Dr. Watson E Mills is a member of the Circumnavigators Club of New York having completed three around-the-world journeys. He is the author/editor of more than 130 books including the “Mercer Dictionary of the Bible” and the “Mercer Commentary on the Bible.” He has traveled to 174 of the 193 member-countries of the United Nations during his 140 overseas trips.

My hotels’s bed-side phone interrupted my deep sleep at 3:30 a.m. one August morning in 2012. I had requested the call so that I might get myself to a suburb of Cairo called Giza to watch the sunrise framed by one of the seven wonders of the ancient world – the only one still in existence.

Having heard stories about the horrendous traffic snarls that plague Cairo, my plan was to allow at least 90 minutes to make this 15-mile journey. Even at this ungodly hour, traffic was chaotic as drivers seemed to make their own “lanes” along unmarked roads that were choked with way more cars than they could reasonably accommodate. Horn blowing is a way of life here, if not a required ritual, for all who brave the streets of the city which, including it suburbs, is home to 23 million people. Few of the traffic signals were working, and the few cops stationed at intersections mostly stood around and waved their white-gloved hands while drivers ignored them. My taxi was hit by another car in what turned out to be nothing more than a “fender bender,” and happily we soon resumed the drive to Giza. I began to notice that virtually every car had at least some minor damage to its body! Some were so beat up they seemed to be held together with glue and body compound. Cairo hits you around the head like a sock full of sand. It’s big, it’s busy, it’s dirty, it’s crazy, but it is absolutely amazing.

These ancient pyramid-shaped masonry structures are found throughout Egypt; more than 80 remain today. They were built as tombs for the country’s pharaohs and their consorts several millennia ago. Easily the most famous of these are the three Pyramids of Giza located on the outskirts of Cairo, the oldest and largest is called “The Great Pyramid.” It stands as a monument to the engineering achievements of the ancient world.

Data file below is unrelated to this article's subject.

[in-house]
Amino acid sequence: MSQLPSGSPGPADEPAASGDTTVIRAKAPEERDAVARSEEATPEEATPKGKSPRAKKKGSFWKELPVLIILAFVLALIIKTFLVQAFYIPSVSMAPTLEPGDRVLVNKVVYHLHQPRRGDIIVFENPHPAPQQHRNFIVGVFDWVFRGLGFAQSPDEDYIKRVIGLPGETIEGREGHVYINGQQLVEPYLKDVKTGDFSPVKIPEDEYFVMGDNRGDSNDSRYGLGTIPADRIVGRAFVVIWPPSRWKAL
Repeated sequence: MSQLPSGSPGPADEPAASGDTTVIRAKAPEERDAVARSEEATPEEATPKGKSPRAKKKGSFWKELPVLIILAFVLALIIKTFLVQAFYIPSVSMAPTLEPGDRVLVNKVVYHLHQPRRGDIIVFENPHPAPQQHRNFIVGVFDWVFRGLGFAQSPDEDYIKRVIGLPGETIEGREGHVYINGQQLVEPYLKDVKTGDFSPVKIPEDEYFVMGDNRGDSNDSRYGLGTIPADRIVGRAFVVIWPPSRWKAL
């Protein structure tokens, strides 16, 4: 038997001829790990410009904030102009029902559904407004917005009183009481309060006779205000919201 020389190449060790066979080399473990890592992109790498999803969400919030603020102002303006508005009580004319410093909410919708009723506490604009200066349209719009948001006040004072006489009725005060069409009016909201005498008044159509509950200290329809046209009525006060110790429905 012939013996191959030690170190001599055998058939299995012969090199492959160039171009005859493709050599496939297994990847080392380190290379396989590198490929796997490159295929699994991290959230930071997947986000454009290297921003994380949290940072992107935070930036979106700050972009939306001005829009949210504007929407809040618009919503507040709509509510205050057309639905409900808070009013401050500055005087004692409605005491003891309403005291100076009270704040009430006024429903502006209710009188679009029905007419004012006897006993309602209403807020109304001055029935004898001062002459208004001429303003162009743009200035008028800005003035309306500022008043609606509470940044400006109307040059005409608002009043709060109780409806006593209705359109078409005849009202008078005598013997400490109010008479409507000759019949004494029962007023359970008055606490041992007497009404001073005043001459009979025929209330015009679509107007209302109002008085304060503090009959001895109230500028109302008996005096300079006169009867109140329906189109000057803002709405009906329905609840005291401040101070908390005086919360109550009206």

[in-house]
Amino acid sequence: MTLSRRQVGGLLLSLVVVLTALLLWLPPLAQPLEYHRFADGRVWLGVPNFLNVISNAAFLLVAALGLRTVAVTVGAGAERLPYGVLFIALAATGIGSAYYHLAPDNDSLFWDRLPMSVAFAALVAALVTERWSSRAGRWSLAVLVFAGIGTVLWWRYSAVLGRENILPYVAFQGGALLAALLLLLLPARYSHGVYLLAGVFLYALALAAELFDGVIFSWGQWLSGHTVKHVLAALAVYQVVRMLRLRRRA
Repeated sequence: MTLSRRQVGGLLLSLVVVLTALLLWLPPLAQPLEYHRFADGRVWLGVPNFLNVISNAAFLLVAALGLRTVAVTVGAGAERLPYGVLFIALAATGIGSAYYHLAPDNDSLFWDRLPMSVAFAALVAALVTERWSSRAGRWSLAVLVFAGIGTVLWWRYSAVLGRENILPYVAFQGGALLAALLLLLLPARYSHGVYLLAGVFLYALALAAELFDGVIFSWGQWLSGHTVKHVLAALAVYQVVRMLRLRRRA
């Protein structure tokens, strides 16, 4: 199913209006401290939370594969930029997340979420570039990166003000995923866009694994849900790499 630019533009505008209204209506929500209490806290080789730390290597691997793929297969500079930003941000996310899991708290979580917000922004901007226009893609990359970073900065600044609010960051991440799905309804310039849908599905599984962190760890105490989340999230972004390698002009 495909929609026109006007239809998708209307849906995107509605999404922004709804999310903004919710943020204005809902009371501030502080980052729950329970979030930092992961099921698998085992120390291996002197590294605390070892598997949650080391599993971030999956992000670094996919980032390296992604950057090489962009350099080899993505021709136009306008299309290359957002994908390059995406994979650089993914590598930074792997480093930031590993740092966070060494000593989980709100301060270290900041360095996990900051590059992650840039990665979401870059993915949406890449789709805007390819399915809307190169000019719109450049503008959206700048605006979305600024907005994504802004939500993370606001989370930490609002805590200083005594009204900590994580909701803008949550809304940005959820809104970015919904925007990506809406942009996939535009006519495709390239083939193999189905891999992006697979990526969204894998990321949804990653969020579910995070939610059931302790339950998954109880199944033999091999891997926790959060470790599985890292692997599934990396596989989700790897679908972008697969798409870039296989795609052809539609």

After about 50 minutes, the taxi put me out in Giza, a small city on the west bank of the Nile which includes a site known as a “necropolis” (“city of the dead”). It consists of a complex of three large pyramids, as well as the Great Sphinx. This World Heritage site is number five on the Smithsonian Institute’s list of “28 Places to See before You Die.”

When I exited the taxi, I found myself at a spot where several tourists had already gathered at just a few minutes before 5 a.m. This area afforded a view toward the East so that the rising sun would first appear behind the Pyramids. A couple from California had researched the official time of sunrise that morning – 5:22 a.m. they said – and they provided a “countdown” as to the number of minutes remaining before the morning sun would become visible.

As the sky began to show just a hint of the coming light, the outline of the Pyramids started to emerge out of the darkness against a brightening sky. The Pyramids of Egypt had been on my wish list of places to visit since my boyhood when my sisters danced with their boyfriends to the old song “You Belong to Me” which contained the line “see the pyramids along the Nile.” I was in the fifth grade at the time, but I was old enough to dream about far-away places though my prospects of ever getting there were bleak! I clearly remember looking in the family encyclopedia about the “pyramids” and the “Nile.” More than 60 years later I am here anxiously awaiting the morning sun to illumine a sight too breathtaking to describe.

The three Great Pyramids of Giza.

Witnessing the world awake to a bright sun with a backdrop that includes the Pyramids of Egypt is something that pulled at my heart strings and reminded me afresh of my own mortality. There were audible expressions of amazement among the onlookers. Soon the morning sun ignited her daily gift of light and warmth, causing shadows from the Pyramids to dance across the desert sands before me. What a moment!

There is certainly no shortage of facts and figures about the pyramids, although some of these numbers tend to be so huge that they border on the incomprehensible, even when you actually stand in the shadow of these gigantic structures. These facts, indeed, give credence to the massive size and scope of these magnificent structures.